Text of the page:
I try to numerically solve a first order system of linear ODE's with quite complicated time-dependent coefficients. When I use NDSolve, I get an error

NDSolve::ntdv: Cannot solve to find an explicit formula for the derivatives. Consider using the option Method->{"EquationSimplification"->"Residual"}

But when I use this method, evaluation becomes extremely long (actually, I still have no result, even now it's calculating...). Is there any way, to make it faster or I just have to wait?

I'd like to add that the proposed method (Residual simplification) doesn't work, because i work with complex functions.

  • 3
    $\begingroup$ Problems with code generally require the code for help. -- Have you tried solving for the derivatives yourself (e.g. using Solve[])? $\endgroup$ – Michael E2 Nov 5 '16 at 21:21
  • $\begingroup$ Actually, code won't help you. My system of ODE looks like a'[t]==K[t]*a[t], (plus initial conditions, of course) where K[t] is a matrix (12x12) with very long formulas. And it is already solved for the derivatives. $\endgroup$ – Andrew Nov 6 '16 at 0:22
  • $\begingroup$ Do you mean a'[t] == K[t]*a[t] or a'[t] == K[t].a[t]? $\endgroup$ – Michael E2 Nov 6 '16 at 0:29
  • $\begingroup$ Of course a'[t] == K[t].a[t] $\endgroup$ – Andrew Nov 6 '16 at 0:41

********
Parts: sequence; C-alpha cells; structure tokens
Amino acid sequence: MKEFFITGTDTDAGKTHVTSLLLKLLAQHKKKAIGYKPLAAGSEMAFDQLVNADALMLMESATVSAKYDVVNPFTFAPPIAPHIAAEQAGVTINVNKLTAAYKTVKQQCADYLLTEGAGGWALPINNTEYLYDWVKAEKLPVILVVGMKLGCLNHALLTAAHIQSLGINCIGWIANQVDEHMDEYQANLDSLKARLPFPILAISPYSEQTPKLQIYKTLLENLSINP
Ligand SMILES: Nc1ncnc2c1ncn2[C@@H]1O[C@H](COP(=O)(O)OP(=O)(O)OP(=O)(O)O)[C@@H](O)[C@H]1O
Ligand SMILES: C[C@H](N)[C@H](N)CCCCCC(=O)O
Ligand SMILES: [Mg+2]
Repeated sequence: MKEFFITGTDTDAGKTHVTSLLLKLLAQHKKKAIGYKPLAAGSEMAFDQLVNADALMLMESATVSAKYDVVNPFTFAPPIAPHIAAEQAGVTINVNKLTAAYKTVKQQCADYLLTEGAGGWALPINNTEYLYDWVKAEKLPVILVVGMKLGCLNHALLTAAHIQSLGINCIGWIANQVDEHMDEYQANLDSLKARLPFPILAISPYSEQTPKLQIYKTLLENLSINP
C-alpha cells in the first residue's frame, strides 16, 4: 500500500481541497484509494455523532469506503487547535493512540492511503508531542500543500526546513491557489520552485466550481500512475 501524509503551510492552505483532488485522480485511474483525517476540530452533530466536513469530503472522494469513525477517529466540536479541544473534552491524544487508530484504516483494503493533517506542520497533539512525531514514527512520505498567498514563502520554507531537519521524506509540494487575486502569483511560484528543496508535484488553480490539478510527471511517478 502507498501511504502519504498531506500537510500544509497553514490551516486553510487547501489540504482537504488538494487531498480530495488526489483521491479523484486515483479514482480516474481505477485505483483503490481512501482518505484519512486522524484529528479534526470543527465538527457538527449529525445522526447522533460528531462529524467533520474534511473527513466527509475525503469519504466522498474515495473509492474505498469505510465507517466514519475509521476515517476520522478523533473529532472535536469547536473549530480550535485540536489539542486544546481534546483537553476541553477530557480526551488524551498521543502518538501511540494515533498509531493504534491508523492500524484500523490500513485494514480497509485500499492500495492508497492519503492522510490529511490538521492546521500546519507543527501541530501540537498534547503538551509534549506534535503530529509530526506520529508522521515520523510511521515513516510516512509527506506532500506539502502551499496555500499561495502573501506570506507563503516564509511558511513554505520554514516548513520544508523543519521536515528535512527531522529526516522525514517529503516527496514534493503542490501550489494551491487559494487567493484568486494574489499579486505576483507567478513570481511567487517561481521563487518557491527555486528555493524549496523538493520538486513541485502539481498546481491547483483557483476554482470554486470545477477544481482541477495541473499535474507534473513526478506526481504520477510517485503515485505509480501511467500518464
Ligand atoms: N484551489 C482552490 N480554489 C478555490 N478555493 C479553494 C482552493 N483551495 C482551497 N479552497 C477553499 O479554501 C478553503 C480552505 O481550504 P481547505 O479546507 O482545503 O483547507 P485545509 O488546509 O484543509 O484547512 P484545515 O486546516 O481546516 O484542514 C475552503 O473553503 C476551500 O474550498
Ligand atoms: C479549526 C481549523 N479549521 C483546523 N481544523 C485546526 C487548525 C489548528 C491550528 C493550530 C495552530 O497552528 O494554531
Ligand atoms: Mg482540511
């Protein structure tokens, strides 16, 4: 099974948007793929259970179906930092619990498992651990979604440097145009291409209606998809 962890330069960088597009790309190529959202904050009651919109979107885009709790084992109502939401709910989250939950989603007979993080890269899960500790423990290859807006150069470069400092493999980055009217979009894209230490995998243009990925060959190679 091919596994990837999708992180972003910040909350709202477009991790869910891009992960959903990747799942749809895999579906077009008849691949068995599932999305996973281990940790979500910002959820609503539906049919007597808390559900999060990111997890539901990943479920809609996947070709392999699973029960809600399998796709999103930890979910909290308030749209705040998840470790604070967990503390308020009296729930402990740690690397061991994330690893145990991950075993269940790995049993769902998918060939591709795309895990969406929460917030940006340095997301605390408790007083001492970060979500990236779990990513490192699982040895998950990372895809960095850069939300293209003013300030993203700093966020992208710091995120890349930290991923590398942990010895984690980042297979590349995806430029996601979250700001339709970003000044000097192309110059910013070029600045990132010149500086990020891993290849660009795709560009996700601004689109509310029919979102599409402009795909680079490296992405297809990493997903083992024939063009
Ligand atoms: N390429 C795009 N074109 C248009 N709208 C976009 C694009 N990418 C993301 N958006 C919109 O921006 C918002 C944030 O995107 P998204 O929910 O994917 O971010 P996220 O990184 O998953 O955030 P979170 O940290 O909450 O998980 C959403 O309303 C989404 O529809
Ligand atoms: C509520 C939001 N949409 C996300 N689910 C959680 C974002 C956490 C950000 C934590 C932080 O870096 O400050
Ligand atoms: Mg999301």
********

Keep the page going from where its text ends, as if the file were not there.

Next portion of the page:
• 3
    $\begingroup$ I didn't actually think it would help. I meant to show that without your code, or further hints about it, there doesn't seem to be anything that can be done. -- For instance, I don't think you can get the error you get with the set-up you describe. So there's something unusual, probably in K[t] unless there's an error in your code. At least that's my thinking at present. $\endgroup$ – Michael E2 Nov 6 '16 at 2:01

I found a solution of an error:


This one helped me.

  • $\begingroup$ This does seem to work. This is suggested in Mathematica 9, which also gives more useful error: The time constraint of 1.` seconds was exceeded trying to solve for derivatives, so the system will be treated as a system of differential-algebraic equations. You can use Method->{"EquationSimplification"->"Solve"} to have the system solved as ordinary differential equations. $\endgroup$ – Ruslan Nov 17 '16 at 20:05

Your Answer

By clicking “Post Your Answer”, you agree to our terms of service, privacy policy and cookie policy

Not the answer you're looking for? Browse other questions tagged or ask your own question.